On 27 April 2007, in advance of the 4 November 2007 presidential election, and in reaction to the politics of Abdullah Gül, who has a past record of involvement in Islamist political movements and banned Islamist parties such as the Welfare Party, the army issued a statement of its interests. It said that the army is a party to "arguments" regarding secularism; that Islamism ran counter to the secular nature of Turkey, and to the legacy of Mustafa Kemal Atatürk. The Army's statement ended with a clear warning that the TAF stood ready to intervene if the secular nature of the Turkish Constitution is compromised, stating that "the Turkish Armed Forces maintain their sound determination to carry out their duties stemming from laws to protect the unchangeable characteristics of the Republic of Turkey. Their loyalty to this determination is absolute."
Hmmm funding is being cut to both Uni's and the CSIRO... Conservatives in power at the moment.
They will be out next election (3 years), or double dissolution (Soon I hope), the Conservatives may even sack the PM and we will get a new one (I don't see it happening).
Quirk of Australian politics - the Prime Minister can be sacked by his/her own party and replaced - It would be like the Democrats saying Obama is not working he is out and Clinton is in.
Its a good thing if the PM is a dud and a bad thing if the party is internally unstable.
Number 2 to be born in....
London (CNN) -- Australia has been revealed as the world's happiest industrialized nation, taking the title for the fourth year running.
Kill somebody because they steal a TV or shoes... It's the same as killing somebody for pirating A Game of Thrones... It's a disgusting disregard for human life.
The goods can be replaced, the looters caught on film can be picked up later... No need for summary executions or making a frankly embarrassing situation for the US, much much worse.
Of the 3 Americans I work with one has taken up citizenship, one has no plans to go back and is thinking about it, the other is thinking about Canadian citizenship as her boyfriend is Canadian, but both have no short term plans to leave.
If you are a plumber, electrician or have trade you can make bucket loads of cash.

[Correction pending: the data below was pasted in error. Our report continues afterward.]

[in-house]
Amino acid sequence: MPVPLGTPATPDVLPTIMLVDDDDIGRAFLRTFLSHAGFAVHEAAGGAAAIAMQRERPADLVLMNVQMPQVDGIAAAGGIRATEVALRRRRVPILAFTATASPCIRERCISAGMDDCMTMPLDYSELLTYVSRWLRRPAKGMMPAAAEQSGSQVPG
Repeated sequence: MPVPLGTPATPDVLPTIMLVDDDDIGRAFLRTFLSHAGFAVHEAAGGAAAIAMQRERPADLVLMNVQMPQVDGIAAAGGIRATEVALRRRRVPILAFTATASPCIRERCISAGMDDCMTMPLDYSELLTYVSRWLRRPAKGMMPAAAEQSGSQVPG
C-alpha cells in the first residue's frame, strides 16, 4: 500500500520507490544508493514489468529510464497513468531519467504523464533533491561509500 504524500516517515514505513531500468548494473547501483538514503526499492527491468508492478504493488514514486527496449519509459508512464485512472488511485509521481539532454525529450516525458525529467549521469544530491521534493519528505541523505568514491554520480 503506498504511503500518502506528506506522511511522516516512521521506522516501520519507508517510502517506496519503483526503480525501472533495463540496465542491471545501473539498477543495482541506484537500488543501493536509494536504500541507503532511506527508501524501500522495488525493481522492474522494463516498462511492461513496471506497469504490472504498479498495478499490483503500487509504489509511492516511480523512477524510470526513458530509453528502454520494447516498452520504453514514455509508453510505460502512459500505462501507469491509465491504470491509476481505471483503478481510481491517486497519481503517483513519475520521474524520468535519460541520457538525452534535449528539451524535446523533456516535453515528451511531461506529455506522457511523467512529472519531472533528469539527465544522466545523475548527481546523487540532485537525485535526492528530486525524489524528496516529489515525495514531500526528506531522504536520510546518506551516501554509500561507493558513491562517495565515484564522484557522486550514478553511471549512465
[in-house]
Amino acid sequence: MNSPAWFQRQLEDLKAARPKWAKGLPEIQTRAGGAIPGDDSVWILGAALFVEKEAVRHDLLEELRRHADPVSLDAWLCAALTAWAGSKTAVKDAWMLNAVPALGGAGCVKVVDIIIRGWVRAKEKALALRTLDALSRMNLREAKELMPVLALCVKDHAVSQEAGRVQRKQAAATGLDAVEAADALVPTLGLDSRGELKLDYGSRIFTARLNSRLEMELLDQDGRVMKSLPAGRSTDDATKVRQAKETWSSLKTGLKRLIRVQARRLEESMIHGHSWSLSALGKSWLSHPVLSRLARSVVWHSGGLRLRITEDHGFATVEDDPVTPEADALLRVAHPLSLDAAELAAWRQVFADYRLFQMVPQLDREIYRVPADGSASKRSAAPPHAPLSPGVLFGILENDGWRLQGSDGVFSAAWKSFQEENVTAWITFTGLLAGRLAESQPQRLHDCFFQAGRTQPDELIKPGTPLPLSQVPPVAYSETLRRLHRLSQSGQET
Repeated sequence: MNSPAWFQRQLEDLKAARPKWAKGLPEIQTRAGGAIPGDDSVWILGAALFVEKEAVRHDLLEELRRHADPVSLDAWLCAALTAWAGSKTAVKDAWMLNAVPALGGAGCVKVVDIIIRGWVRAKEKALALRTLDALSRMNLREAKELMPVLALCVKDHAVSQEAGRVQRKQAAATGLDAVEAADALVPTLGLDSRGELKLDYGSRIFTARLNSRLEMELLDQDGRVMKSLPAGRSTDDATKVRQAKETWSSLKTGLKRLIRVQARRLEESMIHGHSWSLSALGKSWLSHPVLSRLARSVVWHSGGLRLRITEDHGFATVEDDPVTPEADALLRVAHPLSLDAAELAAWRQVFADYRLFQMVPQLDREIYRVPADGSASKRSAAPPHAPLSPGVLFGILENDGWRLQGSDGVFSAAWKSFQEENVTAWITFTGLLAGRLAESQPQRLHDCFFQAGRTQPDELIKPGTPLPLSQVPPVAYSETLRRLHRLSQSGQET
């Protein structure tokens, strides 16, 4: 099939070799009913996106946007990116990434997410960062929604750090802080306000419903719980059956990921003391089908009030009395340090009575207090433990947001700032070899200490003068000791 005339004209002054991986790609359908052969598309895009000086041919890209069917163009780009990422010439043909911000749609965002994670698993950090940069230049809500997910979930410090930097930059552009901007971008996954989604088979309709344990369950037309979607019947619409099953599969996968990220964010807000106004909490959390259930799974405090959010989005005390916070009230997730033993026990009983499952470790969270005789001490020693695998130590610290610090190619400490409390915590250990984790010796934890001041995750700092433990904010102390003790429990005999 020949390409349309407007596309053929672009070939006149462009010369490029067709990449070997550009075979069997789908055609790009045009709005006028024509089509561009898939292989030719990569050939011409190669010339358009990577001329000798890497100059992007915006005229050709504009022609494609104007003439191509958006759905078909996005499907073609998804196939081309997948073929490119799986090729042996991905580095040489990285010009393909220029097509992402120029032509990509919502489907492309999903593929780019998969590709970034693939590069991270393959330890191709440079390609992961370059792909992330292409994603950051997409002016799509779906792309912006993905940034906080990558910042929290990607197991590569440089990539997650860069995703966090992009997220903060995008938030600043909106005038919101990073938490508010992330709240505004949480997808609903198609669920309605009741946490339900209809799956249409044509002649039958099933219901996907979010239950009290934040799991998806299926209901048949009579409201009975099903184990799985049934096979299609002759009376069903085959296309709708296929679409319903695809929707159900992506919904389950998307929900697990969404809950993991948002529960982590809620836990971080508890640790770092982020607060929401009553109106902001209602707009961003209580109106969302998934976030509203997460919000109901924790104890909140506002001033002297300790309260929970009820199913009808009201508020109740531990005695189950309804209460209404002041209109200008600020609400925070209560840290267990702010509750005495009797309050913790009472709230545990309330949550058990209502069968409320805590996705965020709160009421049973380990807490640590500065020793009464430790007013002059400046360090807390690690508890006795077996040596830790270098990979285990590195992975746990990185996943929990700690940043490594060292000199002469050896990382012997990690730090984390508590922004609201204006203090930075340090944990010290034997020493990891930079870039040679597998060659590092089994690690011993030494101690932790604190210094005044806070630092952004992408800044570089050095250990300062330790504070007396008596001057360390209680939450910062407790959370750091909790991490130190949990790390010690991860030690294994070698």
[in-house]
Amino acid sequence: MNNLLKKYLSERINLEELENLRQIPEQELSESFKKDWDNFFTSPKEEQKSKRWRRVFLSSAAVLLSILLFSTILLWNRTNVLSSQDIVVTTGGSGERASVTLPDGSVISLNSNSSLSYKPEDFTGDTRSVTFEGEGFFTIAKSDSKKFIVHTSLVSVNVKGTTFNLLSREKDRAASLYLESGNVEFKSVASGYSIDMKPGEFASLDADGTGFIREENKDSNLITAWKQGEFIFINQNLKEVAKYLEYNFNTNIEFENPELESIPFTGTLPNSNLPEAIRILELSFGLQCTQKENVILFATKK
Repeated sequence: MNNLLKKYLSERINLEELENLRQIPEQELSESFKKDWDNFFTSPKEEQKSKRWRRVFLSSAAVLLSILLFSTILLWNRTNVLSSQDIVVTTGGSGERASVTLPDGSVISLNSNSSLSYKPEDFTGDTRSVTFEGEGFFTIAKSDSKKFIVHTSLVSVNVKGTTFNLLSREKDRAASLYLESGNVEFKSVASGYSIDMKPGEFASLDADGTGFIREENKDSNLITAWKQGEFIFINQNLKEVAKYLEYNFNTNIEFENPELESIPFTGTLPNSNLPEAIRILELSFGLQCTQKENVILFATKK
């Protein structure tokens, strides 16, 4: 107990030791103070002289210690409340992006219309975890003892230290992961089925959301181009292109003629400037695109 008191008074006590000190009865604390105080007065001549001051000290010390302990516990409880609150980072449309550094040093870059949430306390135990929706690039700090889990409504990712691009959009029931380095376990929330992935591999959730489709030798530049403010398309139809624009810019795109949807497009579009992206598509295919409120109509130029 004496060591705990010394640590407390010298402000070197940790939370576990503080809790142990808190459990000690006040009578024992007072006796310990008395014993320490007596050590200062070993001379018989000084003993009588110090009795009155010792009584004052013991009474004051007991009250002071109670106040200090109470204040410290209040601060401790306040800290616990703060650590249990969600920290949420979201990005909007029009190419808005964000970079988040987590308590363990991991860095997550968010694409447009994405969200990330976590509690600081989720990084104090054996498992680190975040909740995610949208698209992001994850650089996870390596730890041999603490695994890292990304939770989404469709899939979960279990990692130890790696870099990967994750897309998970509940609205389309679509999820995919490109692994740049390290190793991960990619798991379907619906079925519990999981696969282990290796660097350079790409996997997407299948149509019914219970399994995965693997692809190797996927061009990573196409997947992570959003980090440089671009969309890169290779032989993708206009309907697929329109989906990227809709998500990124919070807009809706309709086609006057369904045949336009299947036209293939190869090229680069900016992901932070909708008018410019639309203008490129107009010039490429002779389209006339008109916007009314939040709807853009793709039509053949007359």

Most workers are covered by an award, which may vary by employee age, geographical location and industry. For adults not covered by an award or agreement, the minimum wages is A$16.87 per hour, A$640.90 per week; set federally by Fair Work Australia. Junior workers, apprentices and trainees not covered by an award each have a minimum wage level set nationally.
Standard of Living - Australia is number one.
It’s official: Australia is the No.1 place to be. Crikey Article.
Australia according to the OECD Australia OECD Better Life Index.
The Economic Intelligence Unit conducts a survey of numerous quantitative metric to determine the best countries to be born in. In 1984, for instance, the United States won hands down. These days, things have changed. The “Where to Be Born” survey, based on quality of life indices and other happiness metrics, predicts the countries that offer the greatest chance for a healthy, safe, and prosperous life.
From the article
The price of a Big Mac in America was $US4.80 in July. In Australia it was $US4.81 at market exchange rates, meaning that the Aussie was overvalued by 0.4 per cent, according to The Economist’s raw Big Mac Index.
I didn't get one but thats probably because I am a godless socialist descended from convicts and Irish/Scottish troublemakers.
Then again the Poms aren't big on god bothering and bible thumping, they seem to find the whole thing as distastefully American as we do.... Probably because they booted a sizable group of religious nutters out (sent them to the US) after the Republic Democracy experimentation didn't work and got Charlie 2.0 back in and went with the whole constitutional monarchy thing instead and put people who don't believe in god back in charge of the church.
Just because they were nice to some Jews doesn't mean that the Japanese Government didn't commit war crimes on a scale equivalent to the Nazis.
From the genocide, enslavement, and destruction of the Chinese, Indonesians, Koreans, Tiwanese, and Pacific Islanders to sexual enslavement of millions of "comfort women" to the murder and torture of POWs, to the institutionalised Cannibalism of Allied soldiers.
None of this they have taken responsibility for or apologised for.
Yes there was a difference and our little racist "Pestiferous Varmit" (Wodrow Wilsons opinion) Priminister Billy Huges was acting on his own.
Australia has been its own country since 1901.
"Wilson, a professor of jurisprudence and a former president of Princeton, had joined the war reluctantly and late. Not much interested in military affairs or the common soldier, he envisaged a peace based on decolonisation, disarmament and a League of Nations. Hughes, a former shearers' union organiser, had earned his law degree at 40, part-time. An eager warmonger, ‘the little digger' wanted to hang the Kaiser, reduce Germany to penury and parcel out its overseas possessions to the victors.
The bone of contention was German New Guinea. Wilson wanted it declared a trustee territory of his proposed league. It was Australia's strategic front door, Hughes reckoned, and the size of our casualty list entitled us to outright ownership. "Am I to understand that Australia is prepared to defy the opinion of the whole civilised world, Mr Hughes?" Wilson brusquely demanded.